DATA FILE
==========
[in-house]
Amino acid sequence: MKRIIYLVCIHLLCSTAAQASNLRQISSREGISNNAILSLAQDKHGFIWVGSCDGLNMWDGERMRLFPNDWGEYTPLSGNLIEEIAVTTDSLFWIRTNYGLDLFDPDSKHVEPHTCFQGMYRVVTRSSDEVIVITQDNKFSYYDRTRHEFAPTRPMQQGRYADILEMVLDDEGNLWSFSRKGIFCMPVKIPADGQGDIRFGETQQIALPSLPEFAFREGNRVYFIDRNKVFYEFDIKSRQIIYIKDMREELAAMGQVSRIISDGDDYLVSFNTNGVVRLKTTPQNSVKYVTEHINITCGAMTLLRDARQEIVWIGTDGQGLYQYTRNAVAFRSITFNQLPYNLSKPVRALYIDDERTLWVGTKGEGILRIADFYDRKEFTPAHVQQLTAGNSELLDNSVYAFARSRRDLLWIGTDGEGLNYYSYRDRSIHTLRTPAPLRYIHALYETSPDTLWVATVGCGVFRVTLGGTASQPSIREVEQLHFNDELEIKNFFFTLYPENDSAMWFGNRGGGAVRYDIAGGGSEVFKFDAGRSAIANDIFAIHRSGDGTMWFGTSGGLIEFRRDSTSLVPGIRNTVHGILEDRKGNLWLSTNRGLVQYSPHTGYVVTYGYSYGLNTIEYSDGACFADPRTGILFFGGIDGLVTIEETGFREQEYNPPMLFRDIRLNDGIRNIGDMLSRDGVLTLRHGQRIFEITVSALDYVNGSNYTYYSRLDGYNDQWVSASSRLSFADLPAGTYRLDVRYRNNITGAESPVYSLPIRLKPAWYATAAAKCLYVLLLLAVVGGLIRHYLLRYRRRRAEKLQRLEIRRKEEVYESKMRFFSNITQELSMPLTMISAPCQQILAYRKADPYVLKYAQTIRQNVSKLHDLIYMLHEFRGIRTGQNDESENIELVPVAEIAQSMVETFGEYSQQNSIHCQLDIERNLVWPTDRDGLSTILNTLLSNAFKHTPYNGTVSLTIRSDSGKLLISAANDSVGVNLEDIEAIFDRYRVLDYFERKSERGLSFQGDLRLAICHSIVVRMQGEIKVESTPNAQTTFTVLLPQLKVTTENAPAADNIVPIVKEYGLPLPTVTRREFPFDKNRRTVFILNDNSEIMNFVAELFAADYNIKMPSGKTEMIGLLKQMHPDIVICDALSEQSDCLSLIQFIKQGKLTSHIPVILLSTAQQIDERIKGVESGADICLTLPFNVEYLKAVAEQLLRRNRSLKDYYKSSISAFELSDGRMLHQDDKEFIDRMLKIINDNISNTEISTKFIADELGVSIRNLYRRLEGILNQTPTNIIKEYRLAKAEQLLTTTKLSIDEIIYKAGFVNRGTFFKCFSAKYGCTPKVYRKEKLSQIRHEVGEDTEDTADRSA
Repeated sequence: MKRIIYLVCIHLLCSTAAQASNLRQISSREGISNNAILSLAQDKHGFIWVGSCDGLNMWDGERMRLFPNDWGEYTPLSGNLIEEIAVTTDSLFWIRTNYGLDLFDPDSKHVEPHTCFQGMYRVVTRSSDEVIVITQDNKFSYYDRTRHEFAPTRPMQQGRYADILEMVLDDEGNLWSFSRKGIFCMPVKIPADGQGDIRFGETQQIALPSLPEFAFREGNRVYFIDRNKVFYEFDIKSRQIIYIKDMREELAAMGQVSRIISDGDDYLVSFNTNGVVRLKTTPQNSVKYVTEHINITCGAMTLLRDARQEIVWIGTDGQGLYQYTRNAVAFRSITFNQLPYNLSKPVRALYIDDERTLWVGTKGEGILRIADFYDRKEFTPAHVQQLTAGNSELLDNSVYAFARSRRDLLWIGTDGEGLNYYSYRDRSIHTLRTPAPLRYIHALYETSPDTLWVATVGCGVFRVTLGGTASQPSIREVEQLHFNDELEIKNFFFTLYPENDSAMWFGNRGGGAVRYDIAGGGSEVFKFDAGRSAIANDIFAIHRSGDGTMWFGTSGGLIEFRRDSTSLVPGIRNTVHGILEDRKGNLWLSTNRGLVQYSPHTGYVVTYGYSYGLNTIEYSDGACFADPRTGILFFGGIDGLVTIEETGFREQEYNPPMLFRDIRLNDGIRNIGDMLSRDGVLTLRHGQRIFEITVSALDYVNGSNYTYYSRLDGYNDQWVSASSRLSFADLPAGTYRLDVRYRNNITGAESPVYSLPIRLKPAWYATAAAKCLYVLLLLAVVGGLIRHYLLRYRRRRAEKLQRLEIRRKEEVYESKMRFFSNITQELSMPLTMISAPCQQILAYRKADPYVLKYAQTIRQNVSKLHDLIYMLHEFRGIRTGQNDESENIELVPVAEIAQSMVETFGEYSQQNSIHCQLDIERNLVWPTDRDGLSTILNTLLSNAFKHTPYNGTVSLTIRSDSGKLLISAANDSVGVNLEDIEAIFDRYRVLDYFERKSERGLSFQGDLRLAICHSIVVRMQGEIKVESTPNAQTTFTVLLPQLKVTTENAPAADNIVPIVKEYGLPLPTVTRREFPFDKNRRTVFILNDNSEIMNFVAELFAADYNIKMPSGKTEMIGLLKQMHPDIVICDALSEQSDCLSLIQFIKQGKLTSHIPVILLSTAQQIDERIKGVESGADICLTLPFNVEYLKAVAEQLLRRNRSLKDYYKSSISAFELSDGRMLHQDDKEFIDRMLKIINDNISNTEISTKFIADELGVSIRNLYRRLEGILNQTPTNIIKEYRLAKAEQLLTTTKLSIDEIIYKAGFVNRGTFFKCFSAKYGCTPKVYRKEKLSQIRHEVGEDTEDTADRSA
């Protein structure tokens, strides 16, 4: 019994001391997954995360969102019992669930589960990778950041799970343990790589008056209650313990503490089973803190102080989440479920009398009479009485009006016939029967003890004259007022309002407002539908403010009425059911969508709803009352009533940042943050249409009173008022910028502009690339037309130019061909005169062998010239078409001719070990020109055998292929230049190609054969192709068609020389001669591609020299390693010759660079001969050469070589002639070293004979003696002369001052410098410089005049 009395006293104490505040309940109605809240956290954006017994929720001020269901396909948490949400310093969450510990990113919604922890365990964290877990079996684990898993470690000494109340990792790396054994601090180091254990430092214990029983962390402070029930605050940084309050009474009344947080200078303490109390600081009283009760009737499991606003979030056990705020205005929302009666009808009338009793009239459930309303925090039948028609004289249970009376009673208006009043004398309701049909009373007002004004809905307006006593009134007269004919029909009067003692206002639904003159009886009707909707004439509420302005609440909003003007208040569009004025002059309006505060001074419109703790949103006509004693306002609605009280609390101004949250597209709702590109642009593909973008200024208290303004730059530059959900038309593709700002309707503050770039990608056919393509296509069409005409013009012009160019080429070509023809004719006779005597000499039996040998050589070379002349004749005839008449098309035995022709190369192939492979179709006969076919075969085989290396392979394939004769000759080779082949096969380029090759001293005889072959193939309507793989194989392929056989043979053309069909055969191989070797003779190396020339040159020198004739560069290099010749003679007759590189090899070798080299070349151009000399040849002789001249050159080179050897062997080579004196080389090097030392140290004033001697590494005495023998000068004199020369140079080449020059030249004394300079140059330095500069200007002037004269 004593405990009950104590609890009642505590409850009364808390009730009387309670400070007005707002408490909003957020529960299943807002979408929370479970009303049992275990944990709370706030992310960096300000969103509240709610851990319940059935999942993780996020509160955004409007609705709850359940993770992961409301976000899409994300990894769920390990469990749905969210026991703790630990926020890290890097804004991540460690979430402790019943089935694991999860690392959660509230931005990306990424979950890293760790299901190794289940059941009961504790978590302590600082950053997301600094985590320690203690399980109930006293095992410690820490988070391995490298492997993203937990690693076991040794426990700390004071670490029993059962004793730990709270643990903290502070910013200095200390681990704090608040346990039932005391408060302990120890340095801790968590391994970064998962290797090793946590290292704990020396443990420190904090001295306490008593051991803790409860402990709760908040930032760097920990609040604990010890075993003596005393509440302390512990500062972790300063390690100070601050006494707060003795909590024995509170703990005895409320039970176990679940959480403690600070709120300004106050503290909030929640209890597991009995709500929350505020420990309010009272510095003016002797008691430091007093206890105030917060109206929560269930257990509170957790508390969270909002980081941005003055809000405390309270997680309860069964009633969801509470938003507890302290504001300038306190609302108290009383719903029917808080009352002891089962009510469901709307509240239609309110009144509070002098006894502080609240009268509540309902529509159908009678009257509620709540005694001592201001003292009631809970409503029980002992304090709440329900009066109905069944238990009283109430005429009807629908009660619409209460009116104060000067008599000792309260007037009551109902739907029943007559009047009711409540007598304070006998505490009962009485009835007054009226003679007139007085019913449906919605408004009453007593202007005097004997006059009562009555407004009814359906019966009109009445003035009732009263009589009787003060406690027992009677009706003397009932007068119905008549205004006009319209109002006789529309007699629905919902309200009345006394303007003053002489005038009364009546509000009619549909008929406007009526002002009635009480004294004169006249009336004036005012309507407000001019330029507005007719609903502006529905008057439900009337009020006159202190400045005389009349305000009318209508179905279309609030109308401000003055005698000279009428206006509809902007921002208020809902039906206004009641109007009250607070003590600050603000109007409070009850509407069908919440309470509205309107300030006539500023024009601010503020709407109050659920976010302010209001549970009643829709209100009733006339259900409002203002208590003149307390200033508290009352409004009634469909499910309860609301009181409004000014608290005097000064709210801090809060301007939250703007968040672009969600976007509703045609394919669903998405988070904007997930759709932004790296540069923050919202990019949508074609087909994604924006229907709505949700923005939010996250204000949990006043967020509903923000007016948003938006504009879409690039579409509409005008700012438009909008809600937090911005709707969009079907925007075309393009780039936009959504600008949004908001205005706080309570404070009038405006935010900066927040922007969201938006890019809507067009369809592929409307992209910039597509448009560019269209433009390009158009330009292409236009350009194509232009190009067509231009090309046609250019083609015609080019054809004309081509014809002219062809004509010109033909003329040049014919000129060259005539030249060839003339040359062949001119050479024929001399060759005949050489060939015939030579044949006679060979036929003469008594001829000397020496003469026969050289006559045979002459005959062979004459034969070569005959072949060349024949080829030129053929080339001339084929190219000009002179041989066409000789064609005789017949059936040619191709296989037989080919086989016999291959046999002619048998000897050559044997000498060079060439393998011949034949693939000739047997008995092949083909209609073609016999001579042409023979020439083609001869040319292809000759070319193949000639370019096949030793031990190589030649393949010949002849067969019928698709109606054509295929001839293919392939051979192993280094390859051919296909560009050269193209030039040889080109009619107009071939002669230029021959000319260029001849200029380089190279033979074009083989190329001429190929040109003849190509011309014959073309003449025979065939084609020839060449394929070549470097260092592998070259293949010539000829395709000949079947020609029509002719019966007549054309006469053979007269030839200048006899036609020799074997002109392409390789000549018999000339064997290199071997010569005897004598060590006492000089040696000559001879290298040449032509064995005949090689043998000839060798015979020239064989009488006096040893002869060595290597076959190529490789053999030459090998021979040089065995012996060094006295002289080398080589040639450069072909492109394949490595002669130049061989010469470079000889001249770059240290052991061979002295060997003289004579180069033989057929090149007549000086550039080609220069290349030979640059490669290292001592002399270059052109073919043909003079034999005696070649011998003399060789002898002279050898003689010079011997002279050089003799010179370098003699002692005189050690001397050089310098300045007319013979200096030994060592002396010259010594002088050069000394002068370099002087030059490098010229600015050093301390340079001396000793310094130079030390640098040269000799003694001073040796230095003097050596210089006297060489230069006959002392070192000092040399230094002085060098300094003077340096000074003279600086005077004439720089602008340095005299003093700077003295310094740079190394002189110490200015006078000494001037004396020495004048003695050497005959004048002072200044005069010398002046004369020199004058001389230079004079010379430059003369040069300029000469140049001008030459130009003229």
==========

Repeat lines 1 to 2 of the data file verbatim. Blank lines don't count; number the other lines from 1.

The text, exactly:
[in-house]
Amino acid sequence: MKRIIYLVCIHLLCSTAAQASNLRQISSREGISNNAILSLAQDKHGFIWVGSCDGLNMWDGERMRLFPNDWGEYTPLSGNLIEEIAVTTDSLFWIRTNYGLDLFDPDSKHVEPHTCFQGMYRVVTRSSDEVIVITQDNKFSYYDRTRHEFAPTRPMQQGRYADILEMVLDDEGNLWSFSRKGIFCMPVKIPADGQGDIRFGETQQIALPSLPEFAFREGNRVYFIDRNKVFYEFDIKSRQIIYIKDMREELAAMGQVSRIISDGDDYLVSFNTNGVVRLKTTPQNSVKYVTEHINITCGAMTLLRDARQEIVWIGTDGQGLYQYTRNAVAFRSITFNQLPYNLSKPVRALYIDDERTLWVGTKGEGILRIADFYDRKEFTPAHVQQLTAGNSELLDNSVYAFARSRRDLLWIGTDGEGLNYYSYRDRSIHTLRTPAPLRYIHALYETSPDTLWVATVGCGVFRVTLGGTASQPSIREVEQLHFNDELEIKNFFFTLYPENDSAMWFGNRGGGAVRYDIAGGGSEVFKFDAGRSAIANDIFAIHRSGDGTMWFGTSGGLIEFRRDSTSLVPGIRNTVHGILEDRKGNLWLSTNRGLVQYSPHTGYVVTYGYSYGLNTIEYSDGACFADPRTGILFFGGIDGLVTIEETGFREQEYNPPMLFRDIRLNDGIRNIGDMLSRDGVLTLRHGQRIFEITVSALDYVNGSNYTYYSRLDGYNDQWVSASSRLSFADLPAGTYRLDVRYRNNITGAESPVYSLPIRLKPAWYATAAAKCLYVLLLLAVVGGLIRHYLLRYRRRRAEKLQRLEIRRKEEVYESKMRFFSNITQELSMPLTMISAPCQQILAYRKADPYVLKYAQTIRQNVSKLHDLIYMLHEFRGIRTGQNDESENIELVPVAEIAQSMVETFGEYSQQNSIHCQLDIERNLVWPTDRDGLSTILNTLLSNAFKHTPYNGTVSLTIRSDSGKLLISAANDSVGVNLEDIEAIFDRYRVLDYFERKSERGLSFQGDLRLAICHSIVVRMQGEIKVESTPNAQTTFTVLLPQLKVTTENAPAADNIVPIVKEYGLPLPTVTRREFPFDKNRRTVFILNDNSEIMNFVAELFAADYNIKMPSGKTEMIGLLKQMHPDIVICDALSEQSDCLSLIQFIKQGKLTSHIPVILLSTAQQIDERIKGVESGADICLTLPFNVEYLKAVAEQLLRRNRSLKDYYKSSISAFELSDGRMLHQDDKEFIDRMLKIINDNISNTEISTKFIADELGVSIRNLYRRLEGILNQTPTNIIKEYRLAKAEQLLTTTKLSIDEIIYKAGFVNRGTFFKCFSAKYGCTPKVYRKEKLSQIRHEVGEDTEDTADRSA